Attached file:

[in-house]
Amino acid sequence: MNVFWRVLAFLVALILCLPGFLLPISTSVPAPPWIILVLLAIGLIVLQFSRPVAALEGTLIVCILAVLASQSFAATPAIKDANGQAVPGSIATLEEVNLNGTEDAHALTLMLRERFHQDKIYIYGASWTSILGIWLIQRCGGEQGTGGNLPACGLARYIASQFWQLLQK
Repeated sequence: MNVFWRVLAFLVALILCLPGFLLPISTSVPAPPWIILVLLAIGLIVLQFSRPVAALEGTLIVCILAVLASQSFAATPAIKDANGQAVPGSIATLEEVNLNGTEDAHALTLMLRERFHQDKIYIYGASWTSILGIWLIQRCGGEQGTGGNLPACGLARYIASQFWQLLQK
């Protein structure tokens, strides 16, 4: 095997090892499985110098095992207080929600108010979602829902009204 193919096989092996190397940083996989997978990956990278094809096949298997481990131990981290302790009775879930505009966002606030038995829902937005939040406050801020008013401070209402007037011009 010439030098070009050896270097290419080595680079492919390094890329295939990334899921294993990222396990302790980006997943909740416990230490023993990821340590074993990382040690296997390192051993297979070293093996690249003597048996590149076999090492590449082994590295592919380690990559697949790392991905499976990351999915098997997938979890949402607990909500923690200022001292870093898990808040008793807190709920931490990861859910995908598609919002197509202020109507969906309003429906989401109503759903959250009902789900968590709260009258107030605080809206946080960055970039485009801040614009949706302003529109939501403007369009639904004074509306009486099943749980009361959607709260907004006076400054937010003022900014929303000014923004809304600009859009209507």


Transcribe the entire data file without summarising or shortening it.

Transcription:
[in-house]
Amino acid sequence: MNVFWRVLAFLVALILCLPGFLLPISTSVPAPPWIILVLLAIGLIVLQFSRPVAALEGTLIVCILAVLASQSFAATPAIKDANGQAVPGSIATLEEVNLNGTEDAHALTLMLRERFHQDKIYIYGASWTSILGIWLIQRCGGEQGTGGNLPACGLARYIASQFWQLLQK
Repeated sequence: MNVFWRVLAFLVALILCLPGFLLPISTSVPAPPWIILVLLAIGLIVLQFSRPVAALEGTLIVCILAVLASQSFAATPAIKDANGQAVPGSIATLEEVNLNGTEDAHALTLMLRERFHQDKIYIYGASWTSILGIWLIQRCGGEQGTGGNLPACGLARYIASQFWQLLQK
């Protein structure tokens, strides 16, 4: 095997090892499985110098095992207080929600108010979602829902009204 193919096989092996190397940083996989997978990956990278094809096949298997481990131990981290302790009775879930505009966002606030038995829902937005939040406050801020008013401070209402007037011009 010439030098070009050896270097290419080595680079492919390094890329295939990334899921294993990222396990302790980006997943909740416990230490023993990821340590074993990382040690296997390192051993297979070293093996690249003597048996590149076999090492590449082994590295592919380690990559697949790392991905499976990351999915098997997938979890949402607990909500923690200022001292870093898990808040008793807190709920931490990861859910995908598609919002197509202020109507969906309003429906989401109503759903959250009902789900968590709260009258107030605080809206946080960055970039485009801040614009949706302003529109939501403007369009639904004074509306009486099943749980009361959607709260907004006076400054937010003022900014929303000014923004809304600009859009209507």